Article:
Smart Card? A Study of ElectroMagnetic Fields Produced by RFID Transmitters (page 2)
- Radio Frequency Identification (RFID) Transmitters
- RFID Smart Cards
- TriField 100XE ElectoMagnetic Field Meter
- Computer Spreadsheet
Radio Frequency Identification (RFID) is a ubiquitous form of Near Field Communication (NFC) technology. Used in Credit Cards, Passports, ID Cards, and Theft Prevention systems, RFID sensors are able to transmit data through a Power - Transmit - Receive (PTR) process. This process begins with the transmitter, which sends an electromagnetic pulse to the RFID card. Using the electricity in the pulse, the card powers itself and begins the transmission process. The transmission process consists of the transmitter sending a command to the card. The card receives the command and executes the appropriate action. This cycle repeats until all data has been properly transmitted.
While RFID technology has many practical applications, exposure to high levels of ElectroMagnetic Fields (EMFs), such as those found in RFID systems, have been shown to cause numerous biological effects (as described in the discussion section). While the exact point where biological effects begin to occur is unknown, the average is around 3 MG (the most extreme is 1.75 MG; the most conservative is 5 MG). This experiment measured the ElectroMagnetic Fields (as measured in MilliGausses - 10-7 Teslas - by a TriField 100XE meter) produced by these RFID systems at various stages of the transmission process. Using this data, one will be able to properly understand any risks associated with RFID technologies.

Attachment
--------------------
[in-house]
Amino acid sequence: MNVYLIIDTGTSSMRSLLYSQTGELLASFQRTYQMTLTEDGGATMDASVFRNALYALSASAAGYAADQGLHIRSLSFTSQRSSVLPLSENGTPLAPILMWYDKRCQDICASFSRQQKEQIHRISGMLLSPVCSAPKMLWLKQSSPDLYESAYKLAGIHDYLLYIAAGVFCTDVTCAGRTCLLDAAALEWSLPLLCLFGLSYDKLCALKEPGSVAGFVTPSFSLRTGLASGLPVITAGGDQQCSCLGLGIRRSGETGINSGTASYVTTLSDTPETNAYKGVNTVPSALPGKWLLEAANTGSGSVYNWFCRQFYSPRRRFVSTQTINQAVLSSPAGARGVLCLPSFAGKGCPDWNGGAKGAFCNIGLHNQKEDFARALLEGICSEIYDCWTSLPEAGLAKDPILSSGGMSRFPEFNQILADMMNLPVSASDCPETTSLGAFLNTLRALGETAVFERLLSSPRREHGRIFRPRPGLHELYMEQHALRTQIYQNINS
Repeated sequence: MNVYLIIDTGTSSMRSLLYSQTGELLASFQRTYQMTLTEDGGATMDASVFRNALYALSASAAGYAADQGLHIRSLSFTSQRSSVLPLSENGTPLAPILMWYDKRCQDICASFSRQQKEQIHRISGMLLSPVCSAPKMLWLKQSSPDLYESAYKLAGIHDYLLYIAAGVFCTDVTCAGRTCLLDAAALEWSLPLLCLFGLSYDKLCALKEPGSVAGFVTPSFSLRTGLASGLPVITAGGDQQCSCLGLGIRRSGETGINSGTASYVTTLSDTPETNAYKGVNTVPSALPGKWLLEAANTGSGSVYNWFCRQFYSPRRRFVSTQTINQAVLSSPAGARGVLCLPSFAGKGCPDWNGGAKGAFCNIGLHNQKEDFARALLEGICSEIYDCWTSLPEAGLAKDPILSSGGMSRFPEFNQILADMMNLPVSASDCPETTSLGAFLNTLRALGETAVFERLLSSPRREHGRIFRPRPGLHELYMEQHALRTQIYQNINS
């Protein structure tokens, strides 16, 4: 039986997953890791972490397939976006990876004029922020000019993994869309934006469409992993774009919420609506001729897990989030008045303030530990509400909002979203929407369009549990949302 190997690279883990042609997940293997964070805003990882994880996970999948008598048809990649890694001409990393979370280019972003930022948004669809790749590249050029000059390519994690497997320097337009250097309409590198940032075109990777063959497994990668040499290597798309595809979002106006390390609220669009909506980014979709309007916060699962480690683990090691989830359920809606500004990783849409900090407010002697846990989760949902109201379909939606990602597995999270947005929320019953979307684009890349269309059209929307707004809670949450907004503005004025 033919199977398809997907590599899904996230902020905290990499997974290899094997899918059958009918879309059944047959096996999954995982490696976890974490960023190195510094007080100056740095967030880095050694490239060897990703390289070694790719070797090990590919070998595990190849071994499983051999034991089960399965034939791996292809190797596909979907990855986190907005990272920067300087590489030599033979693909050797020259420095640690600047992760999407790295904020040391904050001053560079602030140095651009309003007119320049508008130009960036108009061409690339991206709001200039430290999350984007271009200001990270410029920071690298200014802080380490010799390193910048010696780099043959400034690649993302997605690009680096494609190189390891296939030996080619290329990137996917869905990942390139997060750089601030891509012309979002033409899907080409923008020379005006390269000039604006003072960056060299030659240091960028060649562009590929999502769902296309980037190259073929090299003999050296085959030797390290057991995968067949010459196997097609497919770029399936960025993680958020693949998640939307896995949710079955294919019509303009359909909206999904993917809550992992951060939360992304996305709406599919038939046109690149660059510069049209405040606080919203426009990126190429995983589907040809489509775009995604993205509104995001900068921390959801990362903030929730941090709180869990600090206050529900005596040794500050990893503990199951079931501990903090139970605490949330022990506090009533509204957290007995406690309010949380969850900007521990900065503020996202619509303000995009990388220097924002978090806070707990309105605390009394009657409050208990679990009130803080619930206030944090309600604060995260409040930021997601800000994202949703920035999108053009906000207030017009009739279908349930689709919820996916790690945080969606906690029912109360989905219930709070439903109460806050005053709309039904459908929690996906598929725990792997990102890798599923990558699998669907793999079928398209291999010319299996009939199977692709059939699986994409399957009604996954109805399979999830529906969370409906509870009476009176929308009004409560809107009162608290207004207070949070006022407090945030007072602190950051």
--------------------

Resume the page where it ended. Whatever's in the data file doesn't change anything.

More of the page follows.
The study tested various RFID sensors. These include two separate ScholarChip systems (used as an identification system and attendance tracker throughout the School District of Philadelphia), the Delaware River Port Authority PATCO High-Speed Lineʼs Freedom Fare System, multiple office building sensors (found in the offices above Amtrakʼs 30th Street Station), as well as the Massachusetts Bay Transportation Authority (MBTA, or, “The T”) Charlie Card fare system.
Terms and Concepts for Background Research
Near Field Communication - A low-power method of transmitting data at a short range. Radio Frequency Identification - The most common form of Near Field Communication. ElectroMagnetic Field - A magnetic field through which electricity is transmitted.
- What is the strength of the ElectroMagnetic Field produced by RFID transmitters?
- What are the health effects of exposure to high levels of ElectroMagnetic Fields?
- What is considered a high level of ElectroMagnetic Fields?
- Turn on the TriField 100XE ElectoMagnetic Field Meter and set range to 0-3 milligausses. Place adjacent to RFID transmitter and record the reading.
- Scan the RFID card and record the new EMF reading. Should the reading be greater than 3 MG, change the scale to 0-100 MG and repeat. Record the reading.
- Record the location of the RFID sensor and the type of RFID card used.
- Repeat numerous times for additional accuracy.